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Author: Digital Darkroom | Ian Wong
Some time ago I was at the Mandarake complex in Tokyo, where it’s seven floors of just pure craziness—ranging from innocent manga to some more hardcore stuff. I had two rolls of black and white film with me.
First, the control variable: the Tri-X 400. It had appeared in pretty much every single video I’ve done since Digital Rev and it’s pretty much the black-and-white film I’ve using it since I was 10 years old. The first roll and it will probably be the last roll ever use.
Then, the newcomer. Since I was in Japan, and I was going to be in the streets, I chose the JCH Street Pan 400.
So inevitably, for everyone who has a passion for analogue things, such as toys, books, and of course film photography, they would come across lots of naysayers. There would be people who say, why are using such an obsolete technology?
Why are you playing with toys, when there are computer games? Why are you shooting film when you can use digital? Why are you reading books, when you can read Kindle? Or why listen to vinyl when there’s FLAC?
But of course, what they’re missing is the passion that goes behind all these things.
When we talk about why we shoot film and not digital, there’s a feeling behind. And no matter how strange some of the things are, like the libraries of toys from the 80s in the Mandarake Complex, there’s feeling behind those as well.
We argue that a certain magic to the old and of course from a photographer’s perspective that’s true. What’s more wonderful than watching Dunkirk, which was shot on film, in a movie cinema in 2017, or if you go on holiday with your old crumpled up paperback?
What’s more transformative than rereading the same book, again and again, in the same paperback? In terms of film, if you’re in a darkroom or in the digital darkroom, and you’re watching a print develop in the developer solution. That’s beautiful. Irreplaceable. Nothing comes close to that.
After Akihabara, we found ourselves in Ginza, and we’re going to look for a coffee master at Cafe de l’Ambre.
It was a public holiday and it was awesome because they blocked off all the roads and no cars were there. There were old people in kimonos walking around.
This guy we were were visiting had been making coffee for decades— easily. Probably at 60, 70 years. He’s done things the same way that
Are there better ways to make coffee? Sure, I guess. But there was something quite unique and distinct about what we tried that day.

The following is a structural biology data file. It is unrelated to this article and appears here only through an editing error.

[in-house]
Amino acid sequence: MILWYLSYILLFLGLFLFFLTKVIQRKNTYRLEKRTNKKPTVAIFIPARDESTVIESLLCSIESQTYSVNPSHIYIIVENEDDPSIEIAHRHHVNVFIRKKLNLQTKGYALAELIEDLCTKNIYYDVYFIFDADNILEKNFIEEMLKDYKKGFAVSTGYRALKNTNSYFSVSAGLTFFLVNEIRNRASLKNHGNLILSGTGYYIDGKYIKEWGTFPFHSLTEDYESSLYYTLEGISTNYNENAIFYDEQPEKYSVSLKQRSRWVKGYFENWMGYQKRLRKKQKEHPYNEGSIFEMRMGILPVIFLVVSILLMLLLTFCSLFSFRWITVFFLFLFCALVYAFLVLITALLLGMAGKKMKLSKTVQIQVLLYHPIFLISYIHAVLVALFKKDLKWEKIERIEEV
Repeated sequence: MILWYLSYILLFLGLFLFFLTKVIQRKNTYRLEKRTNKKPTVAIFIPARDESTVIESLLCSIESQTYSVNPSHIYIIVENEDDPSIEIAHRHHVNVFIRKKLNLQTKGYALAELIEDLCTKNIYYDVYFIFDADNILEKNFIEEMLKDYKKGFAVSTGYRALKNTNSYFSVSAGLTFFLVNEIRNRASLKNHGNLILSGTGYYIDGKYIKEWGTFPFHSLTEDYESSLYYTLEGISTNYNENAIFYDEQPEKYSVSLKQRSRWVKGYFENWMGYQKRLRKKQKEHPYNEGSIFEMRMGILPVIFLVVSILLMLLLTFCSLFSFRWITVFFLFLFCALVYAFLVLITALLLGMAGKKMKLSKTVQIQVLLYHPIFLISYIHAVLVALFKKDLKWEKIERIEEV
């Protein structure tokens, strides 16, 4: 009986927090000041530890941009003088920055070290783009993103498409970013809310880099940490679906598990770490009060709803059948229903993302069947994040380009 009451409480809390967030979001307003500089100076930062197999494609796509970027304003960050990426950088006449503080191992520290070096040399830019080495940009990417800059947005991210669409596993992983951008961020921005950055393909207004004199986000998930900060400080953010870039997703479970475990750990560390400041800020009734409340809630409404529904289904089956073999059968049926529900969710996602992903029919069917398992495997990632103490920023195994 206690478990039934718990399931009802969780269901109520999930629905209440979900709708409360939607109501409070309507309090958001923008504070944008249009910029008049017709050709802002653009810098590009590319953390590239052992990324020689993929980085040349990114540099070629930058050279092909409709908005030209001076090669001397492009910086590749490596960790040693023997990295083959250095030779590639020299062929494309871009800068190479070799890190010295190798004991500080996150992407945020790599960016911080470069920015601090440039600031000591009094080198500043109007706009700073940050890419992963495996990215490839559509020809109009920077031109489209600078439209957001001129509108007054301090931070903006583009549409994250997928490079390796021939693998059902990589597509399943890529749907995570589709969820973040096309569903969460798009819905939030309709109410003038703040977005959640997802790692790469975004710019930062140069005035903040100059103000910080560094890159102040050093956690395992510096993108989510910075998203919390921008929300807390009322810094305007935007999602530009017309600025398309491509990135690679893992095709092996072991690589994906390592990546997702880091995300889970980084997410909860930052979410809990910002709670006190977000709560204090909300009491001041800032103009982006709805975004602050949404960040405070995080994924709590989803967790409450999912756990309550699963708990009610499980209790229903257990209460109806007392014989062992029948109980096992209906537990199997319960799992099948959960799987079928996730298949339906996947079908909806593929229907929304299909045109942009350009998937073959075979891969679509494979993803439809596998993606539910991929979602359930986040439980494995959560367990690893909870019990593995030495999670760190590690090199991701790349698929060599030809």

Why JCH is a
This, was a moment made for monochrome.
Back in the day—maybe ten years ago—there were probably 30 types of black-and-white films. There were slides from Agfa, there was the Ilford bunch, the Fuji bunch, the Kodax bunch, and now, sadly, a lot of that has dwindled away.
I think part of that is that, by going digital, we’ve removed a large part of the photographer’s own input into the black-and-white emotions and tonality. Before, when I was learning how to use darkroom as a kid, you can experiment with different kinds of chemicals you can use, and darkroom enthusiasts would tell you hundreds of their own favourite recipes and mixes. Right now, when we give it to a lab, they have their own recipe. Ten different types of black-and-white films will use the same kind developer, or the same kind of chemicals, for the sake of consistency.
Emotion, if we boil it down, is basically the influence of colour and tonality.
So I feel like currently film still matters because black-and-white still matters. I will always love the feeling I get when I open up my contact sheet and see a photo that was simply meant to be captured in black and white. Something that simply couldn’t exist in colour. It’s the finality of it. A choice that’s irreversible.
This, was a moment made for monochrome.
This blog post is adapted original video.
About Digital Darkroom
Digital Darkroom is an ode to film photography. With this project, Anne and I are seeking to go back to the roots of why we were drawn towards this craft in the first place, and what compels us to keep coming back.
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